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A Food's Composition, By Any Preparation Method, Is Not the SameBy Rosalie Marion Bliss
March 29, 2007
The method of preserving and testing a particular food sample for nutrient analysis can influence the quantity of bioactive chemicals reported to be found in that food. This is especially important to private and public research laboratories striving to precisely measure compounds in food products that have been found to provide health benefits beyond basic nutrition.
New steps for optimizing sample preservation, analytical preparation and extraction methods for testing the quantity of bioactive phytochemicals in foods have been developed by Agricultural Research Service (ARS) scientists.
The approach was outlined today by ARS scientist Devanand Luthria during the national meeting of the American Chemical Society in Chicago, Ill. Luthria is a chemist with the ARS Food Composition Laboratory, which is part of the Beltsville (Md.) Human Nutrition Research Center. ARS is the U.S. Department of Agriculture's chief scientific research agency.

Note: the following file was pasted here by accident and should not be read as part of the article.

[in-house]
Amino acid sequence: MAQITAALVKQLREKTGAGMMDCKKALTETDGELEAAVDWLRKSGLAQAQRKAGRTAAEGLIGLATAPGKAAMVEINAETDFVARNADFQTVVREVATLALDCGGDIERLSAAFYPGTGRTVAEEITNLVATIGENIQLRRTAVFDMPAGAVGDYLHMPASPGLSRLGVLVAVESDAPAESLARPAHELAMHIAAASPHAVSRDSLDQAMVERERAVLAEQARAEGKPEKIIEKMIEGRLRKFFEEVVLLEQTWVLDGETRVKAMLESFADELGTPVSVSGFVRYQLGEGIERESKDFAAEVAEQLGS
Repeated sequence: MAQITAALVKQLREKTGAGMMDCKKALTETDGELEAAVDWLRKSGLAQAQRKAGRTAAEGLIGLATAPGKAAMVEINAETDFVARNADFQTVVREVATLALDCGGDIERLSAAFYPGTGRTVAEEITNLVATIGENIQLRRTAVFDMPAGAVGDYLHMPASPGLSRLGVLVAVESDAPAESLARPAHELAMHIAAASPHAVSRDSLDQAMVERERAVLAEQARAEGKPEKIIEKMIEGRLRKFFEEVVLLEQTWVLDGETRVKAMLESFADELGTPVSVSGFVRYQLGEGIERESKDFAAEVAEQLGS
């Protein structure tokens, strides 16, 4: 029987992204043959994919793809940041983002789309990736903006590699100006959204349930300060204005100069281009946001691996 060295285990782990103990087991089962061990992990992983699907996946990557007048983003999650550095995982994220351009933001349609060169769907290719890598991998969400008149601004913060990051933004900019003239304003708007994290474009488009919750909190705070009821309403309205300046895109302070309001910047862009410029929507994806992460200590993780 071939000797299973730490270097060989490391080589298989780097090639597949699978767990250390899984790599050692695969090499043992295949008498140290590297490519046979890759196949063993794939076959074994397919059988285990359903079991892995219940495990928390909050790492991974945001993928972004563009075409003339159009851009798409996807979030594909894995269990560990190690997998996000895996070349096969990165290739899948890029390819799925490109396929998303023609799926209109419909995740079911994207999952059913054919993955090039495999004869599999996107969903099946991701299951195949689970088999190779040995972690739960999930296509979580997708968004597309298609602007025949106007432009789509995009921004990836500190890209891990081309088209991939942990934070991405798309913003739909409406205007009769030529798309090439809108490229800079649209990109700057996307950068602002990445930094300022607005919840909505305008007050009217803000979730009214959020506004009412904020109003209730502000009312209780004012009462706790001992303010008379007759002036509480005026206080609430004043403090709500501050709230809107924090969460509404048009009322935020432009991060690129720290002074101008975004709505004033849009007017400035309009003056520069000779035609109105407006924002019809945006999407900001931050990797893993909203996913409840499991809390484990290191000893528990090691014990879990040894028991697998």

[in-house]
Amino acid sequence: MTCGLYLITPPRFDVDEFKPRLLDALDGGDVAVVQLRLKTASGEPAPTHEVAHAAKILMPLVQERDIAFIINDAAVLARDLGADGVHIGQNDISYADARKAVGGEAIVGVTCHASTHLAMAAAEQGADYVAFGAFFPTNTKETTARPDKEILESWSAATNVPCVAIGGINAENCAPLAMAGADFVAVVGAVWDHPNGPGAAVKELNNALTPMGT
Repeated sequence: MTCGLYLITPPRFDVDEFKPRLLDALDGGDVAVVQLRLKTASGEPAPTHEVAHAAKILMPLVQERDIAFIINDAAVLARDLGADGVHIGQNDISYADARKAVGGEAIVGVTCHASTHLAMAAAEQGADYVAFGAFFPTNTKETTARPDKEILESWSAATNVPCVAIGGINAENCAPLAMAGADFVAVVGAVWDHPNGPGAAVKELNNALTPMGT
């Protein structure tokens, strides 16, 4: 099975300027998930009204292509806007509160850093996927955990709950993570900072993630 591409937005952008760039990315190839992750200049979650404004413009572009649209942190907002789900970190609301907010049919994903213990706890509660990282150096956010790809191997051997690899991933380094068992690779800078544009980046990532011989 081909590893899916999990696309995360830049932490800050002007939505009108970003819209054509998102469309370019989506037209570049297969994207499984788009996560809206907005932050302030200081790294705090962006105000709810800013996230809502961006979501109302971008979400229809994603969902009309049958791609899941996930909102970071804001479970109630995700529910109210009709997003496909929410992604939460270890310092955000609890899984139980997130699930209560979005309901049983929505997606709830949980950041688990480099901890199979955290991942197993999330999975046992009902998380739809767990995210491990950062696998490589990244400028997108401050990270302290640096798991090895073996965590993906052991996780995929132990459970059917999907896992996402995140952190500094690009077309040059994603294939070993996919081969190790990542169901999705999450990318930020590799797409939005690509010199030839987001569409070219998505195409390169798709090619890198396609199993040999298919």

The steps described included validating sampling, preservation and application of modern extraction procedures, such as use of pressurized liquid and ultrasonic irradiation. These steps support optimal extraction of bioactive phytochemicals from different plant sources. Describing such methods is an important step toward consistency in reporting.
Luthria emphasized the importance of renewed interest in optimized and uniform sample preparation because of the wide variations in quantities of bioactive phenolic phytochemicals reported in foods by different research groups. Accurately quantifying such plant chemicals allows other researchers to determine more precisely the amounts of these compounds people consume in their diets, and to study associations between those intakes and health outcomes.
ARS food composition scientists develop procedures and test methods for accurately analyzing bioactive chemicals in foods. They also provide key data for use in nutrient databases and establishing recommended intakes for nutrients in foods.
Large variations in the quantity of reported bioactive plant chemicals will persist due to differences in cultivars grown, environmental and/or postharvest conditions, and maturity at the time of harvest. But analysts strive to ensure that uncertainty introduced by preparation and analytical methods is small compared to other uncertainties.